• They are all to provide high-speed Internet data services at the rate of 100 Gbps (Gigabits per second) to Indian users.
  • The HTSs will also be the backbone of pan-India digital or easy Internet-based programmes and services — such as Digital India, Bharat Net for rural e-governance, and commercial and public sector VSAT Net service providers.

Pic: https://d39gegkjaqduz9.cloudfront.net/TH/2018/12/04/DEL/Delhi/TH/5_07/47720869_2571067_101_mr.jpg


India and Bhutan Ties

Part of: GS Prelims and Mains II – India and its neighbours; International Relations

In news:

  • Bhutan’s Prime Minister Lotay Tshering is expected to visit India.
  • He reiterated that India remains the cornerstone of Bhutan’s foreign policy.
  • Bhutan aims to graduate from an LDC (least developed country) to a middle-income country by 2023.

Area of focus will be –

  • India’s revised policy on cross-border trade of electricity (CBTE) – which is expected to impact Bhutan’s ability to sell power to India.
  • Revising BBIN (Bangladesh-Bhutan-India-Nepal) Motor Vehicles Agreement – which was opposed by Bhutanese Parliament.
  • Bhutan’s new Foreign Minister reiterated the country’s policy of not having full relations with any permanent member of the UN Security Council, including China.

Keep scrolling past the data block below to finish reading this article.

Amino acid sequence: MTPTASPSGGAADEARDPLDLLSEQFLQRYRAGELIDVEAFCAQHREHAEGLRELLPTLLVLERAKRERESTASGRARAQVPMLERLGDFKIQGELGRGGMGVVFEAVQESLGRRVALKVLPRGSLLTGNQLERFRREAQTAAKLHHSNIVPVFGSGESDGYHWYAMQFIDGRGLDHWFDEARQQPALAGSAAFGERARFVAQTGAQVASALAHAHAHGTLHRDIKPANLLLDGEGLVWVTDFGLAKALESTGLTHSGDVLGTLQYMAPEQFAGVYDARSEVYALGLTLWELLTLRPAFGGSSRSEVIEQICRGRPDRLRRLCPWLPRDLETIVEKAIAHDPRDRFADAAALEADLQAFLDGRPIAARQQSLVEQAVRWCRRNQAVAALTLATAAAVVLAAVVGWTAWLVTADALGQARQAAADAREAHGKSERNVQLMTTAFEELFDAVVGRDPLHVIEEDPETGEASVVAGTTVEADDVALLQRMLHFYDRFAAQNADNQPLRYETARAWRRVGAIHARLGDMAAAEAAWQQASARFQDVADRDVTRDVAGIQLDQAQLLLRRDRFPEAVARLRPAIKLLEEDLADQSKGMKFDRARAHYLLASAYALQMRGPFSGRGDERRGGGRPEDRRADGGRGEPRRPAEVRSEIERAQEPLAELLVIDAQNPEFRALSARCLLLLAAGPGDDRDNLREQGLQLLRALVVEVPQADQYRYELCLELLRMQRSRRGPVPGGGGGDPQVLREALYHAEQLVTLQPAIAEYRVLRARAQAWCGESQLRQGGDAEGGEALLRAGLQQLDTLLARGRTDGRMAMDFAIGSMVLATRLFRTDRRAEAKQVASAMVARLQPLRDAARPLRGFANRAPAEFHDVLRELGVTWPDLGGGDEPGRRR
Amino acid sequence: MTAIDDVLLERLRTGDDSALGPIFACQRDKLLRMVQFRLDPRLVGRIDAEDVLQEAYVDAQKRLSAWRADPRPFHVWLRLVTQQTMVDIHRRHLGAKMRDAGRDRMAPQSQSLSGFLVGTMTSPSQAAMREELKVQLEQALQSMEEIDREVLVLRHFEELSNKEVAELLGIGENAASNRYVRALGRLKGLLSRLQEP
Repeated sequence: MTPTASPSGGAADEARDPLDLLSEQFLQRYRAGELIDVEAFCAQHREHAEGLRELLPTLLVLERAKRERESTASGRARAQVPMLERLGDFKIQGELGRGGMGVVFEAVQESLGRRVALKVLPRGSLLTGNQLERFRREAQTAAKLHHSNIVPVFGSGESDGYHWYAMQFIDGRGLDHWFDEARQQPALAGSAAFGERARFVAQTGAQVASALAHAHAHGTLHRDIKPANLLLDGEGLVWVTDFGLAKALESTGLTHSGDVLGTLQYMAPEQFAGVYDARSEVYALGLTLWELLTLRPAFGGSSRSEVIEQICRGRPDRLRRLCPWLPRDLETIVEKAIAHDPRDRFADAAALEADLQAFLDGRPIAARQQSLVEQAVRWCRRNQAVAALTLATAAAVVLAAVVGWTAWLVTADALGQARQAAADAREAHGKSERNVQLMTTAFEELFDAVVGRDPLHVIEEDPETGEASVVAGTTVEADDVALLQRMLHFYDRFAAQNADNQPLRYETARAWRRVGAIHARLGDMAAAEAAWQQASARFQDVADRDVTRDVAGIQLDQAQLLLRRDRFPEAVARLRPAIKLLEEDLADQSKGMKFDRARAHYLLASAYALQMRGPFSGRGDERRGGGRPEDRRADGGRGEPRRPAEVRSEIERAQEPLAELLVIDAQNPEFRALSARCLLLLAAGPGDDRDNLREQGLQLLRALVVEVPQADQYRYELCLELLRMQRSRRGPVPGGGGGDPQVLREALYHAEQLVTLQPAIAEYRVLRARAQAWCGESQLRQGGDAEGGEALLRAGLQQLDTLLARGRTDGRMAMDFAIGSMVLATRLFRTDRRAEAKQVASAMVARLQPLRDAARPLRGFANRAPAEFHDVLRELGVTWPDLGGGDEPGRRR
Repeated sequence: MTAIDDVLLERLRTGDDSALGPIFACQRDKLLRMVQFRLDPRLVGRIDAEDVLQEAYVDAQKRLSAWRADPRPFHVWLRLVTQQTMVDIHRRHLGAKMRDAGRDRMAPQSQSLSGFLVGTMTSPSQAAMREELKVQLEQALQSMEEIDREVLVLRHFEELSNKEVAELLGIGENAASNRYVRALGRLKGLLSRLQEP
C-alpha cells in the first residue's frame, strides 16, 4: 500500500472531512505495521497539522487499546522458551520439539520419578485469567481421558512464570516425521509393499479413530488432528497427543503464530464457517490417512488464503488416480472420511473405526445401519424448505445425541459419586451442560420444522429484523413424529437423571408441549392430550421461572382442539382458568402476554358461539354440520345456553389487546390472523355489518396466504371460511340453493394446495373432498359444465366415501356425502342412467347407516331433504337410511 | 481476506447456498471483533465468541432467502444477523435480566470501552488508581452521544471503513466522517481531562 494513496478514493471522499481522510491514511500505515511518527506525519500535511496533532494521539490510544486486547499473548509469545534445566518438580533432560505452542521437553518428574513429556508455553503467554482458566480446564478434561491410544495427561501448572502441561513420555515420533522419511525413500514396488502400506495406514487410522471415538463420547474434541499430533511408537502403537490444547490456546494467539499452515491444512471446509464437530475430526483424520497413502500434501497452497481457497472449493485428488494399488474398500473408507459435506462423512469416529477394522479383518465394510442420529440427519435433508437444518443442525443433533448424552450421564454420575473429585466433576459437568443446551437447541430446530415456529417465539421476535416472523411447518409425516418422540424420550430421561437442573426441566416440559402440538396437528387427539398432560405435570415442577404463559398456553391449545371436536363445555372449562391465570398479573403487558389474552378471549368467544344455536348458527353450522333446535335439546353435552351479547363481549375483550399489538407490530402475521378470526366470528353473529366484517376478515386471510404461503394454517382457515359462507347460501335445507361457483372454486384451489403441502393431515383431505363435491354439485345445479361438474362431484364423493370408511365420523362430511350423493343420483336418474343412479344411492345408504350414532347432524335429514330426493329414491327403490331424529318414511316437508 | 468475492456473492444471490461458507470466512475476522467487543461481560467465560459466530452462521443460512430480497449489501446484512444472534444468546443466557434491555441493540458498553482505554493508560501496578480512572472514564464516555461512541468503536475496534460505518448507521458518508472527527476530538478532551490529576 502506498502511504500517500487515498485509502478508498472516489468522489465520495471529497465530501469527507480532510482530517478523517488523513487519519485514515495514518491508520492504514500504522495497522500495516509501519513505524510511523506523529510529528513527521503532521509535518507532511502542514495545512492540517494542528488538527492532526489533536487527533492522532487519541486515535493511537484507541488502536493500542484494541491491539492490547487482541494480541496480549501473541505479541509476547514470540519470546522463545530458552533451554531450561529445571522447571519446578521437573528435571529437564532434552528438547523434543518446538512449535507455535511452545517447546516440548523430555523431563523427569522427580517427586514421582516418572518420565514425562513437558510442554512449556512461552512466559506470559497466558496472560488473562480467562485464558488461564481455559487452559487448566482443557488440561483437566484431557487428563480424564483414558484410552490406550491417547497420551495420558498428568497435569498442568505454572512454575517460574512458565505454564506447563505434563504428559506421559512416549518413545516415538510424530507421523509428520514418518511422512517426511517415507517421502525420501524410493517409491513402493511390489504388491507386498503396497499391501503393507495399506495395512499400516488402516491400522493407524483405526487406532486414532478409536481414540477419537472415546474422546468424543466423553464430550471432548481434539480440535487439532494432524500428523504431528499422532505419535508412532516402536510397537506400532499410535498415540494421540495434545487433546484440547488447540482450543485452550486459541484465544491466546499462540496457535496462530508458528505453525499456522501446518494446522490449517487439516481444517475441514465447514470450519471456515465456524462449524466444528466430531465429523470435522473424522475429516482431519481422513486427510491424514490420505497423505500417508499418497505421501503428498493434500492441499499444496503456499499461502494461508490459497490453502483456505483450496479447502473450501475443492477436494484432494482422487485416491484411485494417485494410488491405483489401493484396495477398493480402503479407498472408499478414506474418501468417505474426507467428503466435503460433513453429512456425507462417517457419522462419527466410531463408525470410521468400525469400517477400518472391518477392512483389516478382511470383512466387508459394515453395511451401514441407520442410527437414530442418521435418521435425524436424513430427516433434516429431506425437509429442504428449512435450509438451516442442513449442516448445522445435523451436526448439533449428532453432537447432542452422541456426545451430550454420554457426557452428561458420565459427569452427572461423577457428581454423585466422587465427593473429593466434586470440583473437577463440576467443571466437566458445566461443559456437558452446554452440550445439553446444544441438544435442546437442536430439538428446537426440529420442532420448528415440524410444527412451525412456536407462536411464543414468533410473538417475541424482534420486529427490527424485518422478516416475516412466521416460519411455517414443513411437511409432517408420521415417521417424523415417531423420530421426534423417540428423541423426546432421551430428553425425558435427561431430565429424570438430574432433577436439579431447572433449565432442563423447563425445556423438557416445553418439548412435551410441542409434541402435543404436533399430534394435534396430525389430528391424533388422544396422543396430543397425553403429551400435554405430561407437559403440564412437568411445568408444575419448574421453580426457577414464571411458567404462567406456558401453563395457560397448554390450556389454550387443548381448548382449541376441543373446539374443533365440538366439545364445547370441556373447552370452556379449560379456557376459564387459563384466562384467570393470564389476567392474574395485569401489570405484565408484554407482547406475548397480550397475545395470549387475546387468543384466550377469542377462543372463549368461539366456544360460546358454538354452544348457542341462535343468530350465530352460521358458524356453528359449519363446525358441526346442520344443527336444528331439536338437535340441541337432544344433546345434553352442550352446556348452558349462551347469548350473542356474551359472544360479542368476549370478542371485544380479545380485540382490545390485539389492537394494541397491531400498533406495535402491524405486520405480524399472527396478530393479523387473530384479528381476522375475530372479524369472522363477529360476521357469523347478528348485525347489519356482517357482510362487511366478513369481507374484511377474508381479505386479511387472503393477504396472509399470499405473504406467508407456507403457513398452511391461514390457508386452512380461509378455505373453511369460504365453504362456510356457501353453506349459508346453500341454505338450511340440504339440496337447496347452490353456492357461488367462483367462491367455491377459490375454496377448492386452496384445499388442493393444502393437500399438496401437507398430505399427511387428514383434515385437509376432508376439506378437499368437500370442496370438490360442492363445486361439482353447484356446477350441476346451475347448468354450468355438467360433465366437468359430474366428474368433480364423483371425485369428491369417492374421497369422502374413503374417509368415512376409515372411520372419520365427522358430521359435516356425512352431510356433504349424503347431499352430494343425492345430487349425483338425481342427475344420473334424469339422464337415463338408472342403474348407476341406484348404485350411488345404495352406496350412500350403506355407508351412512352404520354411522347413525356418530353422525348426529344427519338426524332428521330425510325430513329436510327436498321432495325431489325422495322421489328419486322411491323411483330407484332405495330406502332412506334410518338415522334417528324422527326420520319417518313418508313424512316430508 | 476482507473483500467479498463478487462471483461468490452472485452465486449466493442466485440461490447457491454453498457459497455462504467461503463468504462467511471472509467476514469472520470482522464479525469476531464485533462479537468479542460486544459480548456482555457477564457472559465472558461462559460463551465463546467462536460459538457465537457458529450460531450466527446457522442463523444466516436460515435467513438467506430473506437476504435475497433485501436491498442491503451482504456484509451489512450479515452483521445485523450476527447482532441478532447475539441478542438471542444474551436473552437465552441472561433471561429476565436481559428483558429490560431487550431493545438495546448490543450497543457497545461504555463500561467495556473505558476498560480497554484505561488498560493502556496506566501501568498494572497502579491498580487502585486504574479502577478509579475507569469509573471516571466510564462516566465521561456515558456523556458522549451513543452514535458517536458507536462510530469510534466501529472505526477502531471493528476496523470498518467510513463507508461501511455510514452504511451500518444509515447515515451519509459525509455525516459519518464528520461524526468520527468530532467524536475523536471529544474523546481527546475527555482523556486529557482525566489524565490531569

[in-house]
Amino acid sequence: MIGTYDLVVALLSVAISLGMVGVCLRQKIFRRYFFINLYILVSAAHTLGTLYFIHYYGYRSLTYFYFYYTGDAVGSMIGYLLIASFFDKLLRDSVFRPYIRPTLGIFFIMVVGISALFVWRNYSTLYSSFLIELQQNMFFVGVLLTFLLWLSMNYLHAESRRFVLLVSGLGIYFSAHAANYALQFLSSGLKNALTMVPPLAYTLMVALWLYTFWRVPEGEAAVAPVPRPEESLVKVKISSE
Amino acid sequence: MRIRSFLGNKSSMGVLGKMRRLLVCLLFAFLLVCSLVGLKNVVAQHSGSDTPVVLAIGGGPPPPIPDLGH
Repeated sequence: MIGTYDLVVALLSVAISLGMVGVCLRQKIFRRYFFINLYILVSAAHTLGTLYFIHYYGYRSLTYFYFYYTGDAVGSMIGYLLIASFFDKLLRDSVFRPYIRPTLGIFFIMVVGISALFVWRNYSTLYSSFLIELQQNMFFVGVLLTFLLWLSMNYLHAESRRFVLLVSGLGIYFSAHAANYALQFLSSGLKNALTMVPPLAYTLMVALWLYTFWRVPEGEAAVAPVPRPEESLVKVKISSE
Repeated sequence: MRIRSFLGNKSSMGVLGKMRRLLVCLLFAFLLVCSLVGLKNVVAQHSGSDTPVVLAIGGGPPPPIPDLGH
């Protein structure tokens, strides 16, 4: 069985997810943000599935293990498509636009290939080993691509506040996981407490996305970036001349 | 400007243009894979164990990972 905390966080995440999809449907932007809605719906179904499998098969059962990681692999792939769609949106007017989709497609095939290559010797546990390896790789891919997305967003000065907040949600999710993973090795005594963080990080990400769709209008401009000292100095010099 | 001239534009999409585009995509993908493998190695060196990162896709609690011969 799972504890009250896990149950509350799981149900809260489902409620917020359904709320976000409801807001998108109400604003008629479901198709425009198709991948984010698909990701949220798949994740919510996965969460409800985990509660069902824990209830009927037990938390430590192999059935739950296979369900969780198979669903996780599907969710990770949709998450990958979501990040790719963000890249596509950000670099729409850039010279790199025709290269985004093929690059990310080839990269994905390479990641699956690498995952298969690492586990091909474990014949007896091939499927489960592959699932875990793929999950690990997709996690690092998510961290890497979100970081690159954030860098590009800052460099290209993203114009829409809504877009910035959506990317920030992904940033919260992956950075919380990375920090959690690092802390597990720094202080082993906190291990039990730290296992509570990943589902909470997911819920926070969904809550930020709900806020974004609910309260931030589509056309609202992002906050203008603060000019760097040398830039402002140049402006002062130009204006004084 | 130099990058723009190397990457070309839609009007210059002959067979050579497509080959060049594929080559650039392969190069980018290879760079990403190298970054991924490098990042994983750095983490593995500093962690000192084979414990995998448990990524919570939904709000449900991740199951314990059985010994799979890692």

Permanent Chairman of the Chiefs of Staff Committee (PCCoSC)

Part of: GS Mains III – Defence and Security

In news:

  • The three services – Army, Navy and Air Force – are taking steps to improve ‘jointmanship’ and have agreed on the appointment of a Permanent Chairman of the Chiefs of Staff Committee.
  • The PCCoSC is envisaged as a single-point military adviser to the government.

Do you know?

  • The permanent chairman, CoSC will be a four-star officer, who will be equivalent to chiefs of army, airforce and navy.
  • He would look into joint issues of the services like training of troops, acquisition of weapon systems and joint operations of the services.
  • The officer would also be in-charge of the tri-services command at Andaman and Nicobar Islands, the strategic command of nuclear weapons along with the upcoming cyber and space command.
  • The Naresh Chandra Task Force, formed in May 2011 to review the national security management system, recommended the creation of permanent post of chairman, chiefs of staff committee (CoSC).

(MAINS FOCUS)


WORLD HISTORY/INTERNATIONAL

TOPIC:General studies 1 and 2

  • World History
  • Effect of policies and politics of developed and developing countries on India’s interests

Symbol of a lost order: On George H.W. Bush